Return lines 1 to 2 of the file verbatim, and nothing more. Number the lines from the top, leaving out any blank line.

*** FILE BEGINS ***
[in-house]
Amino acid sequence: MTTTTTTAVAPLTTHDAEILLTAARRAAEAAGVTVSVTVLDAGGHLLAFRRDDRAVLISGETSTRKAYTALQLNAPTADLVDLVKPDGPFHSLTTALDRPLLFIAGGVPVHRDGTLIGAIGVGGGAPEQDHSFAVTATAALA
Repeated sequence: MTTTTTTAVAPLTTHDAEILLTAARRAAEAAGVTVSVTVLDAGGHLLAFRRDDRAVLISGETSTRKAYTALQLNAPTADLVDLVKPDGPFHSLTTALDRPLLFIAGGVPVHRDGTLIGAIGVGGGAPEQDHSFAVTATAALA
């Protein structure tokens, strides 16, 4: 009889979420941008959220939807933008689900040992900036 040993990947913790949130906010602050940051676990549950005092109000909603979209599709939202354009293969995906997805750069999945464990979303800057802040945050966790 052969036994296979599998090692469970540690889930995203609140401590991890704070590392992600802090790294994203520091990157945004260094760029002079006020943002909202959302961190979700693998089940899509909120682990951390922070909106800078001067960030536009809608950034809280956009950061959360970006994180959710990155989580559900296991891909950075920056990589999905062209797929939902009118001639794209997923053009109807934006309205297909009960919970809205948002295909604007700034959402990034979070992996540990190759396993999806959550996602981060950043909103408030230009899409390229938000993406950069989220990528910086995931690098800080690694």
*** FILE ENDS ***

[in-house]
Amino acid sequence: MTTTTTTAVAPLTTHDAEILLTAARRAAEAAGVTVSVTVLDAGGHLLAFRRDDRAVLISGETSTRKAYTALQLNAPTADLVDLVKPDGPFHSLTTALDRPLLFIAGGVPVHRDGTLIGAIGVGGGAPEQDHSFAVTATAALA